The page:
5-Things to Know About Your Marital Home in a Divorce

 

Mortgage Resource Plus, Birmingham was a featured guest in

 

          “The Oakland Press on June 6, 2012”

 

 

The Law Blogger is a law-related blog that informs and discusses current matters of legal interest to readers of The Oakland Press and to consumers of legal services in the community. We hope readers will find it entertaining but also informative. The Law Blogger does not, however, impart legal advice, as only attorneys are licensed to provide legal counsel.
For more information email:
info@clarkstonlegal.com
 

Thank you Timothy Flynn, Clarkston Legal for allowing us to be a featured guest on your Law Blogger. Contact Timothy Flynn for all your legal advice regarding divorce, wills & trust. You can reach Mr. Flynn at 248-625-0600.  

5-Things to Know About Your Marital Home in a Divorce  

 

 

 

This is the first of two guest blog posts by Natalie DeLeo on the subject of your marital home in the divorce context.  

 

Ms. DeLeo has been serving Michigan's homeowner's for over 25-years.  Her background in real estate sales, relocation, and new construction set the stage for a clear understanding of potential pit-falls in this rough economy.  For the past 22-years, Ms. DeLeo has been with Mortgage Resource Plus in Birmingham, MI.  She is a mortgage consultant and the marketing director for the firm. 

This is what Ms. DeLeo has to say about your martial home...

 

1. The Martial Home 

When a martial home is involved in a divorce, you should think, “What is my objective for this crucial asset?” Will it be sold, refinanced, or retained at this point?   

Keep in mind when both people are on the mortgage, the only way someone is removed from this liability is to either refinance the mortgage, or sell the house and pay it off. 

 

2. Can I qualify for my own mortgage if I am still on the original note?

 

You should be able to qualify as long as the payments are current through the completion of your divorce, and you have been taken off the title to the marital home; then a lender does not have to qualify you with the liability on the marital home.

 

Very Important note: Keep in mind that since you are not on title but remain on the mortgage, missed payments will damage your credit. 

 

3. How little can I put down on a home, if I’ve never owned one by myself?

 

You can put as little as 3.5% down on an FHA mortgage (only on a primary home) or there are some programs as little as 3-5% on a conventional mortgage.  Meet with a mortgage professional to go over minimum down payment programs, closing costs, and your pre-paid items like property taxes and homeowners insurance.

  

The seller may agree to cover some of these costs for you. It is important to keep your home purchase within your post-divorce means, especially if you are not use to making the house payment on your own.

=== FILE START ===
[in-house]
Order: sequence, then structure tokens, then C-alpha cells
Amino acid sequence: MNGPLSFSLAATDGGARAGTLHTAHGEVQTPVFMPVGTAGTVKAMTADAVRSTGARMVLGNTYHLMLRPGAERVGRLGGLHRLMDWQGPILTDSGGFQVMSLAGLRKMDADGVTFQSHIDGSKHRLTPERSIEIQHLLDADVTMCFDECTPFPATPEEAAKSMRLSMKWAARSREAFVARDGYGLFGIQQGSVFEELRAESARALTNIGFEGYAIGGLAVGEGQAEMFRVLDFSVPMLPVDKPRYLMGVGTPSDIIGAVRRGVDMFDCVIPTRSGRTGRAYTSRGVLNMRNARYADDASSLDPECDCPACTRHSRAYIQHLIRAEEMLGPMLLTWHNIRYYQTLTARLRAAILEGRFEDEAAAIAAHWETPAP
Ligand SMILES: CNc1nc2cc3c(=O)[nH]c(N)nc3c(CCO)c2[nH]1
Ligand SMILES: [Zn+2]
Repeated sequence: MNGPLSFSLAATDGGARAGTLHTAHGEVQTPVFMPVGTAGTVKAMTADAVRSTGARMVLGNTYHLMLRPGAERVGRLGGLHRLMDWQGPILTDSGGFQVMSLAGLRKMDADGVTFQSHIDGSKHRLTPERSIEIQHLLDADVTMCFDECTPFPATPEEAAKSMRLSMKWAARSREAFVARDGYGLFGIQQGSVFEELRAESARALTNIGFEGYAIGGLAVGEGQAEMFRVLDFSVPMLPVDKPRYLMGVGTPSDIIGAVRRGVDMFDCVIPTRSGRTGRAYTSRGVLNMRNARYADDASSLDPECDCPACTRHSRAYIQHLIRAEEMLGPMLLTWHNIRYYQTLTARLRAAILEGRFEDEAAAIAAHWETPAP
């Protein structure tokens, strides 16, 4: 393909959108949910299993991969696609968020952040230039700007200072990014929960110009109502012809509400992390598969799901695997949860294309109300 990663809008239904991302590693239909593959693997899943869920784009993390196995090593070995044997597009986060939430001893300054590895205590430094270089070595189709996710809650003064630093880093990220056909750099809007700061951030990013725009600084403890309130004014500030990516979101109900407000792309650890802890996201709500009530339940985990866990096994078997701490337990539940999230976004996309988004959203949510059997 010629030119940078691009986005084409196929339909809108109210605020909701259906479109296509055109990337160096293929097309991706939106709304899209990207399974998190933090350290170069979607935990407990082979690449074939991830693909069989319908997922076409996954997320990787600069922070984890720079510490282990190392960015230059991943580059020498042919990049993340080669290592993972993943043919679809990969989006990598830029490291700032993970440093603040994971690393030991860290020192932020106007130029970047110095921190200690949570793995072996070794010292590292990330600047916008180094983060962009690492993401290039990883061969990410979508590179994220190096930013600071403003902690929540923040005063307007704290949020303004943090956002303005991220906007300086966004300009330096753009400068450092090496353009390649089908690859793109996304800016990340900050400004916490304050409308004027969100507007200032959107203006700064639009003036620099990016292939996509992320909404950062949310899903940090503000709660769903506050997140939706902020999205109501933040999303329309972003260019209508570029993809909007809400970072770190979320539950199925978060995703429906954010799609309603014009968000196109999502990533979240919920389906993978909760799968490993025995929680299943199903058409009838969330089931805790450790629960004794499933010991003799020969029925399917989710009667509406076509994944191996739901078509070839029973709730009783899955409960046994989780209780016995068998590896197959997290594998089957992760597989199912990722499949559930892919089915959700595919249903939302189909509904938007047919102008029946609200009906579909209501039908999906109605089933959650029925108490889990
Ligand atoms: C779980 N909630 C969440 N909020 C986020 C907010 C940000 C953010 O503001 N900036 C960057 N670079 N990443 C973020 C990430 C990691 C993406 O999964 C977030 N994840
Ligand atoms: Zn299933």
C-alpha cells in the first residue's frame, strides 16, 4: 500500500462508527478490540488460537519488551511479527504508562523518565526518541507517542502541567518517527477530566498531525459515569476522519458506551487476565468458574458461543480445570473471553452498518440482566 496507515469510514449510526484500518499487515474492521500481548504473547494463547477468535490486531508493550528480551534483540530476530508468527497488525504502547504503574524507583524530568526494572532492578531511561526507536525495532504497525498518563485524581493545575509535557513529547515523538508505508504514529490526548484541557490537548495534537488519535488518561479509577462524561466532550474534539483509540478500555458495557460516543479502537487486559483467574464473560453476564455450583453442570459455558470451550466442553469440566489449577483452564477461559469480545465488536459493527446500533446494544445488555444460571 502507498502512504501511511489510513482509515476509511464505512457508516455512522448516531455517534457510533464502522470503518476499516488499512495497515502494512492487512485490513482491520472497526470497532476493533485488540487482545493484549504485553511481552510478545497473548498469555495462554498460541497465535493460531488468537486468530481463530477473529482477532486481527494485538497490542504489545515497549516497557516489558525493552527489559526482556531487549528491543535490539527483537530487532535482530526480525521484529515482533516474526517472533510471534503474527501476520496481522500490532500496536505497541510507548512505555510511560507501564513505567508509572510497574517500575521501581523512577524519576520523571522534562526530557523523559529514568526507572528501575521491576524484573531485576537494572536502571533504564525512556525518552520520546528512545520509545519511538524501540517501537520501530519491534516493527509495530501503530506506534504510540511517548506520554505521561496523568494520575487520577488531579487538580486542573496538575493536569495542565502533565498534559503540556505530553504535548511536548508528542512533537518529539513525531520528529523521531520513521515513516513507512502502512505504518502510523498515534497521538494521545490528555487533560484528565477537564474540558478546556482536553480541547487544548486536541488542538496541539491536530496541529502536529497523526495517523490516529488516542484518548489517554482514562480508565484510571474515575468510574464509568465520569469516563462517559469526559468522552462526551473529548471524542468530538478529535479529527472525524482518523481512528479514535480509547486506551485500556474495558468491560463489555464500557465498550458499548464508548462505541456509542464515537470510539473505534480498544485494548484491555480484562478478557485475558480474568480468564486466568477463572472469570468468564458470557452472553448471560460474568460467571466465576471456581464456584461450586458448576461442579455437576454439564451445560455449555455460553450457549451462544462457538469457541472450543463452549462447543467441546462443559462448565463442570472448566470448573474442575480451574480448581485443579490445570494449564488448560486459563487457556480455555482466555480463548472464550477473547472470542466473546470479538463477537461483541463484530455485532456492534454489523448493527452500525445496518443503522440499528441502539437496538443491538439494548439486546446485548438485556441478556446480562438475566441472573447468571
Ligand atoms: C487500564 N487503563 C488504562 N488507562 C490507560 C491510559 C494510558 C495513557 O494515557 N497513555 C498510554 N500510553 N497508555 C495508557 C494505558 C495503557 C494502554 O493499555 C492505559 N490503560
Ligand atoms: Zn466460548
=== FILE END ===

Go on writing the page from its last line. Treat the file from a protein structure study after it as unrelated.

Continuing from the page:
4. After my divorce, do I have sufficient credit to purchase my own home?

 

Review your credit report shortly after your divorce is final. It takes about a month to get everything reported correctly. The key word is “correctly.”

  

Accounts that were ordered to be paid in full at the final divorce can be reviewed to make sure everything is accurate on the credit report. Warning: if you close an account with a balance during your divorce, so that neither party can use it, your credit scores will drop until the account is paid off.  You should have three open trade lines on your credit report to qualify for a mortgage.  There are exceptions depending on what you are trying to achieve.

  

5. How is the marital home valued and what if it is less than the amount owed on the mortgage?

 

An independent appraiser comes out to appraise the marital home.  If three appraisers come out, they may give you 3 different values. With the assistance of your attorney, there can be an agreement in how this value is determined.  Two common methods used in divorce are to: a) get a single appraisal and agree to accept the value; or b) each of you obtain you own appraisal and then have the two averaged. 

 

The key is to watch your finances closely before and during the divorce process.  Obtain a qualified attorney to assist you in addressing the crucial issue of your marital home.

 

Take heart; there are viable options.

 

 

 

        

Call Natalie DeLeo, Mortgage Consultant-on “The Cauley Team” NMLS LO# 138228 

Mortgage Resource Plus 29201 Telegraph Rd. Suite 200 Southfield, MI 48034

                                                                            Office: 248-642-4600 Ext. 110. or Email Natalie@mrploan.com

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